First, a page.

Trials make more room for consolation. There is nothing that makes a man have a big heart like a great trial. I always find that little, miserable people, whose hearts are about the size of a grain of mustard-seed, never have had much to try them. I have found that those people who have no sympathy for their fellows—who never weep for the sorrows of others—very seldom have had any woes of their own. Great hearts can only be made by great troubles. The spade of trouble digs the reservoir of comfort deeper, and makes more room for consolation. God comes into our heart—He finds it full—He begins to break our comforts and to make it empty; then there is more room for grace. The humbler a man lies, the more comfort he will always have.
I recollect walking with a ploughman, one day, a man who was deeply taught, although he was a ploughman—and really ploughmen would make a great deal better preachers than many college gentlemen—and he said to me, "Depend upon it, if you or I ever get one inch above the ground, we shall get just that inch too high." I believe it is true; for the lower we lie, the nearer to the ground we are—the more our troubles humble us—the more fit we are to receive comfort; and God always gives us comfort when we are most fit for it. That is one reason why consolations increase in the same ratio as our trials.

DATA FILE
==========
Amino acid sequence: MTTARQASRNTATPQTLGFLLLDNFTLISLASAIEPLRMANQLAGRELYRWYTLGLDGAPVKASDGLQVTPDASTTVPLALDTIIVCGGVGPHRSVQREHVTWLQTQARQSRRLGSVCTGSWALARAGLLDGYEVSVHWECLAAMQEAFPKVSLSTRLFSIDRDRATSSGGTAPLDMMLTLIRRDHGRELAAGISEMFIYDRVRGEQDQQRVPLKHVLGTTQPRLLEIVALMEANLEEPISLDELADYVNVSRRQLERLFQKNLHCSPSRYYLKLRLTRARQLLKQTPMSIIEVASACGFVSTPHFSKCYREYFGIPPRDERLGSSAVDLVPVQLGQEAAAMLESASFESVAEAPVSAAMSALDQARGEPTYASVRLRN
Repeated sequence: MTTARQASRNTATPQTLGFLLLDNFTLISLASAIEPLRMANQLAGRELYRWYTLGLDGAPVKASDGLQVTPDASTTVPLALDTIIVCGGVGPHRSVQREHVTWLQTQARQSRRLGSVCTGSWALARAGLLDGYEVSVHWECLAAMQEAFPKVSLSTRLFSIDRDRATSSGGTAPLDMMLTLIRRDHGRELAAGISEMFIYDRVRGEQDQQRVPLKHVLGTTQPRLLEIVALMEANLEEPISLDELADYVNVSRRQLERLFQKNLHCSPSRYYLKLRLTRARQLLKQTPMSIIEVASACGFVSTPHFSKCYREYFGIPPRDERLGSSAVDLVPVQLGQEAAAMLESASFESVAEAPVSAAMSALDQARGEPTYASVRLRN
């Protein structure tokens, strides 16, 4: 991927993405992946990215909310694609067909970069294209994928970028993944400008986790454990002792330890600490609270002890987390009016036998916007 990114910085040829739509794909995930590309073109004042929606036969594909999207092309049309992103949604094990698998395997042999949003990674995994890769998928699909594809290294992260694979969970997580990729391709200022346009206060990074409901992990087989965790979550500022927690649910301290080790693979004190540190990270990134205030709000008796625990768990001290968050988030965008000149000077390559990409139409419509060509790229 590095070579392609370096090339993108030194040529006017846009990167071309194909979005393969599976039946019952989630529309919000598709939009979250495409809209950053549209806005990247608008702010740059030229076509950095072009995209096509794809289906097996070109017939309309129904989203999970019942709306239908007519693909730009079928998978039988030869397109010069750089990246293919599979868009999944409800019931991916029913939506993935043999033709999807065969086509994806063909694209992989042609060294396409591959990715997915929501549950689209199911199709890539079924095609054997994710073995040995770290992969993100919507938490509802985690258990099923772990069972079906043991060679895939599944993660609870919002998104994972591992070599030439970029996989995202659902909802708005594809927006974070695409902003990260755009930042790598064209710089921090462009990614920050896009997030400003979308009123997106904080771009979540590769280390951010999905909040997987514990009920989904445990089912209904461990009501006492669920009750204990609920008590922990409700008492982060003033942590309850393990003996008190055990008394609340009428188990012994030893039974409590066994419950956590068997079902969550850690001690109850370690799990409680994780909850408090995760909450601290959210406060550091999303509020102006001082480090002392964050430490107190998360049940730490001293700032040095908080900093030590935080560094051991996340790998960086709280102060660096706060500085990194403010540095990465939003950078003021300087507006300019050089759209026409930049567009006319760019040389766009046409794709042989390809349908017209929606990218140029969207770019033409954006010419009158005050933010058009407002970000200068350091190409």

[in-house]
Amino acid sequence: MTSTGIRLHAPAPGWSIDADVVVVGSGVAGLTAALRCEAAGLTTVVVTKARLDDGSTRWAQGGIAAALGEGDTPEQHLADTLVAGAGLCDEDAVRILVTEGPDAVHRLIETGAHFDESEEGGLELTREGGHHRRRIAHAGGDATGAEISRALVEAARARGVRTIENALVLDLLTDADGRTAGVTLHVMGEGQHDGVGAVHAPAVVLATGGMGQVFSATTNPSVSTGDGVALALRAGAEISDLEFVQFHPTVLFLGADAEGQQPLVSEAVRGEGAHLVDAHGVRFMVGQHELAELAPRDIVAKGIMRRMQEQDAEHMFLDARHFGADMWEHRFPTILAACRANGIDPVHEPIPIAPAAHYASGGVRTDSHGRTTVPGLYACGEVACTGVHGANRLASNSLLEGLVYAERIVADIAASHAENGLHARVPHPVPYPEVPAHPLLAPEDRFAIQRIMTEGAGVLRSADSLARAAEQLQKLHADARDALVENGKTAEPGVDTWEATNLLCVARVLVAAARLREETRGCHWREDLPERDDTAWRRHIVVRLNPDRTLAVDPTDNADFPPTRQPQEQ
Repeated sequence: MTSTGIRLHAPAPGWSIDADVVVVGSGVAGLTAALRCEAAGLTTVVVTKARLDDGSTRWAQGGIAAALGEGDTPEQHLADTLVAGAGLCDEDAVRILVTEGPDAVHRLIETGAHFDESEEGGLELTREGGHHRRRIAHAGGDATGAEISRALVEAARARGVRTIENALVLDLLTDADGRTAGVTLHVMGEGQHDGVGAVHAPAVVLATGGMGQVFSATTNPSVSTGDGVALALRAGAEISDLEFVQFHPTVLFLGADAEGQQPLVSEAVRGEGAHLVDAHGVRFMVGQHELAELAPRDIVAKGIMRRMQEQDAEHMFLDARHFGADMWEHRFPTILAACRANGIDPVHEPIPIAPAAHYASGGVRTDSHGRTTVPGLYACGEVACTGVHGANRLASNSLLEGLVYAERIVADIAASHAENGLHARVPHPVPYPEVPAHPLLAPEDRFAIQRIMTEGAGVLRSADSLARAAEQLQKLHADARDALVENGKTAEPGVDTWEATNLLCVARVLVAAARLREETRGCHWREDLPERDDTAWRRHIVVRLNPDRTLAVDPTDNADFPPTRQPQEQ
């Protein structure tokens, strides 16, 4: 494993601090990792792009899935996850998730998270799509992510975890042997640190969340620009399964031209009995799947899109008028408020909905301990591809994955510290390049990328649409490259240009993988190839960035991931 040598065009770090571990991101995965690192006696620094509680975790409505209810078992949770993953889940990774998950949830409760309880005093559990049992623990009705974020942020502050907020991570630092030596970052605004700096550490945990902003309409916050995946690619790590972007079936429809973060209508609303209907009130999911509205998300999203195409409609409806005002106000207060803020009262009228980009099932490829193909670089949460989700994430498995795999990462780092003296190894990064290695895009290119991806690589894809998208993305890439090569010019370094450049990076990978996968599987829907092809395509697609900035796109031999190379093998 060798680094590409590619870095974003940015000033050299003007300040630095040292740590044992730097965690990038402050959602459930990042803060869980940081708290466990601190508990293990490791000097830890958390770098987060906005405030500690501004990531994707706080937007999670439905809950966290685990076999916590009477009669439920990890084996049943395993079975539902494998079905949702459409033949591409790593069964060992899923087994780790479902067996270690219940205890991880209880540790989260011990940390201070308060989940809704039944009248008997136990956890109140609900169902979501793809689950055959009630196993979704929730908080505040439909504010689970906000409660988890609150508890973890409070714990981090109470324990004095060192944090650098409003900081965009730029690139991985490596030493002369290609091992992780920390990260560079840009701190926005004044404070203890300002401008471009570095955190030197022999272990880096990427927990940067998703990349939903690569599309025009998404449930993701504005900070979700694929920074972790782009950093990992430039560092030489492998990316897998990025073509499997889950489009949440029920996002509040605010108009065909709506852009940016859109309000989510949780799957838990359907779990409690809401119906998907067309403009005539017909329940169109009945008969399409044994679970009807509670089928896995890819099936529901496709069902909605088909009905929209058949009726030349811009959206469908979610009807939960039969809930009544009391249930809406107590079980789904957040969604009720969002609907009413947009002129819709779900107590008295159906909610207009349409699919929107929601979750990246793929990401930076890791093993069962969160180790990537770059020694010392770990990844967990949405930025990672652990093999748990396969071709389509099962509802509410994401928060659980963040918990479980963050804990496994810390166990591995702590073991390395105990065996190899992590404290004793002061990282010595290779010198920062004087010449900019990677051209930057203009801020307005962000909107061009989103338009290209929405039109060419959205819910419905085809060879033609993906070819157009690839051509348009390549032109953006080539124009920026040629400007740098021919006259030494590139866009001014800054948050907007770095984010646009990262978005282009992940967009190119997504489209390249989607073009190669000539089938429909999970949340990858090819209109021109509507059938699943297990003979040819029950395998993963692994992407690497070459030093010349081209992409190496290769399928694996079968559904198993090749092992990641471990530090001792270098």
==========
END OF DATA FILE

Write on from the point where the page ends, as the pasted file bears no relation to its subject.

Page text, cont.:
Then trouble exercises our graces, and the very exercise of our graces tends to make us more comfortable and happy. Where showers fall most, there the grass is greenest. I suppose the fogs and mists of Ireland make it "the Emerald Isle"; and wherever you find great fogs of trouble, and mists of sorrow, you always find emerald green hearts: full of the beautiful verdure of the comfort and love of God. O Christian, do not thou be saying, "Where are the swallows gone? They are gone: they are dead." They are not dead; they have skimmed the purple sea, and gone to a far-off land; but they will be back again by-and-by. Child of God, say not the flowers are dead; say not the winter has killed them, and they are gone. Ah! no; though winter hath coated them with the ermine of its snow; they will put up their heads again, and will be alive very soon. Say not, child of God, that the sun is quenched, because the cloud hath hidden it. Ah! no; he is behind there, brewing summer for thee; for when he cometh out again, he will have made the clouds fit to drop in April showers, all of them mothers of the sweet May flowers. And oh! above all, when thy God hides His face, say not that He has forgotten thee. He is but tarrying a little while to make thee love Him better; and when He cometh, thou shalt have joy in the Lord, and shalt rejoice with joy unspeakable. Waiting exercises our grace; waiting tries our faith; therefore, wait on in hope: for though the promise tarry, it can never come too late.